Roger Daltrey of The Who fame has recently signed up for a solo concert this fall, titled Use it or Lose it. It is a fitting title, as The Who’s reunion concert remains unsettled and Daltrey knows all too well that maintaining one’s fame isn’t just about special commercial performances and that the show – his first since 1985 – will help “to keep my voice in trim, so I’ll be ready. Those songs demand a lot of voice!” While he prepares vocally for a reunion concert with a solo jaunt, the effort won’t nearly be as demanding as the one that sees him fronting The Who of “Behind Blue Eyes” fame. “I thought it’d be nice to play smaller, more intimate venues,” he says on his website.
“I look forward to getting back to that. I want to give people a good night out. The economic situation being what it is these days, I think that’s what they want: to go out and feel they’ve had a good jolly- up.” The two month tour kicks off October 10 at the Commodore Ballroom in Vancouver, British Columbia and will visit Los Angeles’ Orpheum, Baltimore’s Lyric, Denver’s Paramount Theatre and several House of Blues and Hard Rock Cafes. If you want to see this legendary vocalist perform live today, get those Roger Daltrey tickets today online.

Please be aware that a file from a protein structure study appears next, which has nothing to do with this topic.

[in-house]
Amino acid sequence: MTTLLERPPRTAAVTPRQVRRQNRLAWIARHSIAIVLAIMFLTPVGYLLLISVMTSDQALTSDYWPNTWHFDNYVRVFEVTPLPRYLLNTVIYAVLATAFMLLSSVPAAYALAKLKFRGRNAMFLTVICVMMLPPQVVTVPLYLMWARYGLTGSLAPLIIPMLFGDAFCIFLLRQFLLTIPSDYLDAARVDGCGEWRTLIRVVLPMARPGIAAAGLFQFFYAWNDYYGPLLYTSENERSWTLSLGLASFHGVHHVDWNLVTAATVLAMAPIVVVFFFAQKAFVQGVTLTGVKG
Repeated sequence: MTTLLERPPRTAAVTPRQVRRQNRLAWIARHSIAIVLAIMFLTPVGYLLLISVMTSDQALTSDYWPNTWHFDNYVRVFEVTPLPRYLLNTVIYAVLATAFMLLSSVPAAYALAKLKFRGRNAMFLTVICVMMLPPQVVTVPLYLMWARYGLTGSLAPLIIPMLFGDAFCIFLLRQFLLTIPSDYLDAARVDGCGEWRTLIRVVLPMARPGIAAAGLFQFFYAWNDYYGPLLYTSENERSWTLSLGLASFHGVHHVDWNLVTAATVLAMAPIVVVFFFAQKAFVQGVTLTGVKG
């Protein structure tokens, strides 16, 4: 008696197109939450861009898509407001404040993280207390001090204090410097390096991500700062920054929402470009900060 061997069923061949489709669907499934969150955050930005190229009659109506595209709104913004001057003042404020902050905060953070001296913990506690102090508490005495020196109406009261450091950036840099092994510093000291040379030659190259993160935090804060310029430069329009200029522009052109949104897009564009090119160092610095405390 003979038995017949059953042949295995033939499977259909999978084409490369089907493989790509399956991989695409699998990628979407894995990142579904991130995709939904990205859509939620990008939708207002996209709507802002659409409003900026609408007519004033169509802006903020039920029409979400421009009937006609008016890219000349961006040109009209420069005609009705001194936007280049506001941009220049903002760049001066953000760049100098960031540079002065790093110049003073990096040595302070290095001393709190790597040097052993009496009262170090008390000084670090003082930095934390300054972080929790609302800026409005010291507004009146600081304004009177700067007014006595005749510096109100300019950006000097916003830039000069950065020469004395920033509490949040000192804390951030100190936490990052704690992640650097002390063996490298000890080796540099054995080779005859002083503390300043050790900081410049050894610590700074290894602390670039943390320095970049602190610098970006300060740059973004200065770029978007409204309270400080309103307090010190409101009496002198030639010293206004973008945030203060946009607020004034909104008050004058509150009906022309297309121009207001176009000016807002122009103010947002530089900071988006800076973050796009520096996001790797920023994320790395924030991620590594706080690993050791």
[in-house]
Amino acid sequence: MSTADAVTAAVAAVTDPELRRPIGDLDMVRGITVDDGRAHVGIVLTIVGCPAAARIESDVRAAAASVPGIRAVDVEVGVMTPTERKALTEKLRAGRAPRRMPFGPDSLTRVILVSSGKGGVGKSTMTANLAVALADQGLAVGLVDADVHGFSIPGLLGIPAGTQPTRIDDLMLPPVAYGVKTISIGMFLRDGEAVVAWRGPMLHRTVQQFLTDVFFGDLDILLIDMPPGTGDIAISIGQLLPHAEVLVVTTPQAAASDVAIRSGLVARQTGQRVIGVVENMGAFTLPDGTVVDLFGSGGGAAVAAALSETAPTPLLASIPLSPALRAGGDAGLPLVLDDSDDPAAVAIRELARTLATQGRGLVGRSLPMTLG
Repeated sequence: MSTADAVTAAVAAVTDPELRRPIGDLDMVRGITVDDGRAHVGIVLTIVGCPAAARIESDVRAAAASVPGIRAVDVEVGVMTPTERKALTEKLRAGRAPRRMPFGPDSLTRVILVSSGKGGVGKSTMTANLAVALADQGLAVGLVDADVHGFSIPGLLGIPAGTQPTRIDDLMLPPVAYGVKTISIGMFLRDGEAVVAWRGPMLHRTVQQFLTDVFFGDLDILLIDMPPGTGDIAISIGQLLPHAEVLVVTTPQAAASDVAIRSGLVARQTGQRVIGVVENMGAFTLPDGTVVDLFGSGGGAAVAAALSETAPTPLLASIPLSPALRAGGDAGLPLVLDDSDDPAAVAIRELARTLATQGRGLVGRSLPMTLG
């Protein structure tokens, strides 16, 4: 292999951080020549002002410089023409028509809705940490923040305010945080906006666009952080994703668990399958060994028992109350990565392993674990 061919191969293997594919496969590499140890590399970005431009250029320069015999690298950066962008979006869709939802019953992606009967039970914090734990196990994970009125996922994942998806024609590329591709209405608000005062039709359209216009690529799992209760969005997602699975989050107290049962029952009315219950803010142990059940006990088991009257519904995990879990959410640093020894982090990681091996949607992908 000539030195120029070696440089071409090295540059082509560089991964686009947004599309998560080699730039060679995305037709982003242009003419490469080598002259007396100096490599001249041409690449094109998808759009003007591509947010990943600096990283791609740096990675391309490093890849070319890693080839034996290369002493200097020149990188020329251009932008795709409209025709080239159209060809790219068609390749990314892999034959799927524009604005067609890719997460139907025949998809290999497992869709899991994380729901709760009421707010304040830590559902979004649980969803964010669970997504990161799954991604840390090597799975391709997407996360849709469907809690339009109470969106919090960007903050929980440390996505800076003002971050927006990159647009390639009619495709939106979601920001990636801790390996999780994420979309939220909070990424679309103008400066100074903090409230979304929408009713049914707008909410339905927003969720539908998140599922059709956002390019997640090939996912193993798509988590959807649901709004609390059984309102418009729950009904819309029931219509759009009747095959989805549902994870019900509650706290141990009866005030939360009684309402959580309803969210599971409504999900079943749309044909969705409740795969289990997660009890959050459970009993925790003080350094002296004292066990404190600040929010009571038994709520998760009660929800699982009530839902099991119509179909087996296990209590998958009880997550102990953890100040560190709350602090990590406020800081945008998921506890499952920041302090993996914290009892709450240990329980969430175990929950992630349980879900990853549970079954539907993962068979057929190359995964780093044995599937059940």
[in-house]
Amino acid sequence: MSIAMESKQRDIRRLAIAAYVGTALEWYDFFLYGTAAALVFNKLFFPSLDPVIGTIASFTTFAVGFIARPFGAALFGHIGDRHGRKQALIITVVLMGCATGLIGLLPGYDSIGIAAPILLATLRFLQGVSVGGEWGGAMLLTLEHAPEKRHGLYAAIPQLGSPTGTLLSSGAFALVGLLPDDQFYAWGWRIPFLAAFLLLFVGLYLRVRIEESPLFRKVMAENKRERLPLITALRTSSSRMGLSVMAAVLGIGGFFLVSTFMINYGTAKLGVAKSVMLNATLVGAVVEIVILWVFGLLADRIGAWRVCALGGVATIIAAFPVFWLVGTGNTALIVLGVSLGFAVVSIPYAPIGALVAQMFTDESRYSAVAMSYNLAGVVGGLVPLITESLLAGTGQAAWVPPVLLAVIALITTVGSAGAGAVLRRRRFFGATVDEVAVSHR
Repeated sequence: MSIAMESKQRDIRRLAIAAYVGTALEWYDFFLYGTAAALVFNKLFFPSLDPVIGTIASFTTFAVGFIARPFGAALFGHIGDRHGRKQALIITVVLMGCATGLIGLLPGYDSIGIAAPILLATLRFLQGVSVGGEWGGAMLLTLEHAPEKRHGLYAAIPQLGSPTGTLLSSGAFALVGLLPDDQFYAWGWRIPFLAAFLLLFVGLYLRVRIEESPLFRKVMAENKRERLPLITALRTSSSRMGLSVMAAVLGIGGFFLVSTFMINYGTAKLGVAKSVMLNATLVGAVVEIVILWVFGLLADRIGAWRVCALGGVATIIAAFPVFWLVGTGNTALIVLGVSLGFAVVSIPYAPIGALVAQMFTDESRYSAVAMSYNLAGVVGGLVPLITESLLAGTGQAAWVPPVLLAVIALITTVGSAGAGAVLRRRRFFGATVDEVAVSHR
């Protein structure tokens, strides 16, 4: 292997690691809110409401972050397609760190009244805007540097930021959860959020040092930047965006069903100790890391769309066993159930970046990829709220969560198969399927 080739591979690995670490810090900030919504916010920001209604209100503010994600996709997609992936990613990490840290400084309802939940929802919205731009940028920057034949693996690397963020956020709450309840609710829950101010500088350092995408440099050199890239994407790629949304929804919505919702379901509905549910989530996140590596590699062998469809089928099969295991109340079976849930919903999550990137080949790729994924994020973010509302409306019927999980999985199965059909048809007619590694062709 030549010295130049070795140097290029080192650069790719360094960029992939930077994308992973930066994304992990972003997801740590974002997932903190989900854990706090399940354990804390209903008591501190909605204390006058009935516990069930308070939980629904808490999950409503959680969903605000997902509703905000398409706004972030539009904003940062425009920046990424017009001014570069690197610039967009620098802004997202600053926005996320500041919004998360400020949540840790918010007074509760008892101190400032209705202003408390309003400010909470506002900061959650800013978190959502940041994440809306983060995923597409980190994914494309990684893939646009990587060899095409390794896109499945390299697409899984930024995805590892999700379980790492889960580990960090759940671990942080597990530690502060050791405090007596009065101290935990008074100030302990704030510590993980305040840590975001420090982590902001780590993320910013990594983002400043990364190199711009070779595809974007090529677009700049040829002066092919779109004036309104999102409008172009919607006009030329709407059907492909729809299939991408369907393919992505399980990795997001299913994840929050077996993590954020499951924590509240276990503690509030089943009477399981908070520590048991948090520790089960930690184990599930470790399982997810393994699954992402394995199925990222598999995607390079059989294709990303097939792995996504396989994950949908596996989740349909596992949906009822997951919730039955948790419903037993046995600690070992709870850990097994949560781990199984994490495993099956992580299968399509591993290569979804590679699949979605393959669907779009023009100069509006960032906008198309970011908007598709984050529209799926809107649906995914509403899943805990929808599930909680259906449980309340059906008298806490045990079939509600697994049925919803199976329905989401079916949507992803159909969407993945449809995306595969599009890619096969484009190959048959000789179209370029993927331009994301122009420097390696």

It’s too long to wait for a Who return, which might finally come to fruition next year, so Daltrey has “put a little band together,” he says to Rolling Stone. “I’m going back to where it all began,” where he plans on bringing aboard Simon Townshend, Pete’s brother, in a concert extravaganza through late November. Though the set list has yet to be finalized, ‘different versions of Who songs,” like an acoustic of “Who Are You,” might make an appearance (“Strip away the synthesizers and it’s a blues songs,” he continues). “The show has to be a journey. An enjoyable journey or it could be a bumpy ride!” The efforts are all in practice as the rest of Who’s team gears up for next years’ concert, a set that has already earned some brief concept. “I’d like to do a stripped down show – no staging, no big production, just play the bloody music,” he admits. “The music is timeless.”
His first solo stint since 1985, Daltrey often tends to accompany his own licks with tunes from Paul McCartney, Bruce Springsteen, Queen and others. His first solo set came in 1973 with the self-titled Daltrey, a serious departure from typical Who sound via writer Leo Sayer. Though the group reunited again two years later, Daltrey still had time to record a sophomore album, Ride a Rock Horse, alongside the Who’s The Who by Numbers. He continued to work on a solo career while simultaneously leading the Who, releasing 1977’s One of the Boys, 1984’s Parting Should be Painless, 1985’s Under a Raging Moon and more. Talking to Uncut Daltrey says “…a musical note is the meaning of life. We’re not giving up. I mean, as well as being a backdrop for people living, we might as well be a backdrop for people dying. We’ve all got to go at some point.”
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